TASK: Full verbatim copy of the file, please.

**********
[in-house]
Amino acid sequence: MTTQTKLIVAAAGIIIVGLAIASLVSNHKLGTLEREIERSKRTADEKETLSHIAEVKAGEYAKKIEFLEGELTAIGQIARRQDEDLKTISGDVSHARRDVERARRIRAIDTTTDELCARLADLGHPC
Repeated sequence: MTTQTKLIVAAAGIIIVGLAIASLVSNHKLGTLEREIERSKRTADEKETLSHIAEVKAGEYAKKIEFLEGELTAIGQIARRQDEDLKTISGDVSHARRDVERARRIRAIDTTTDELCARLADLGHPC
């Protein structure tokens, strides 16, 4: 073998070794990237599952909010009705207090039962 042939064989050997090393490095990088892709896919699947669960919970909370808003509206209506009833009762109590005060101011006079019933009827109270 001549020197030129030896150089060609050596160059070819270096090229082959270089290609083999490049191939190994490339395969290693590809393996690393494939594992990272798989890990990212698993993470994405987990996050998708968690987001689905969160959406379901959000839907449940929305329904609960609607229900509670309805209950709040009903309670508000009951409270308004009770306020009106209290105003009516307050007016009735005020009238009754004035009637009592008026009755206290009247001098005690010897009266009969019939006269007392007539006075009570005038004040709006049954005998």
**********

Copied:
[in-house]
Amino acid sequence: MTTQTKLIVAAAGIIIVGLAIASLVSNHKLGTLEREIERSKRTADEKETLSHIAEVKAGEYAKKIEFLEGELTAIGQIARRQDEDLKTISGDVSHARRDVERARRIRAIDTTTDELCARLADLGHPC
Repeated sequence: MTTQTKLIVAAAGIIIVGLAIASLVSNHKLGTLEREIERSKRTADEKETLSHIAEVKAGEYAKKIEFLEGELTAIGQIARRQDEDLKTISGDVSHARRDVERARRIRAIDTTTDELCARLADLGHPC
């Protein structure tokens, strides 16, 4: 073998070794990237599952909010009705207090039962 042939064989050997090393490095990088892709896919699947669960919970909370808003509206209506009833009762109590005060101011006079019933009827109270 001549020197030129030896150089060609050596160059070819270096090229082959270089290609083999490049191939190994490339395969290693590809393996690393494939594992990272798989890990990212698993993470994405987990996050998708968690987001689905969160959406379901959000839907449940929305329904609960609607229900509670309805209950709040009903309670508000009951409270308004009770306020009106209290105003009516307050007016009735005020009238009754004035009637009592008026009755206290009247001098005690010897009266009969019939006269007392007539006075009570005038004040709006049954005998």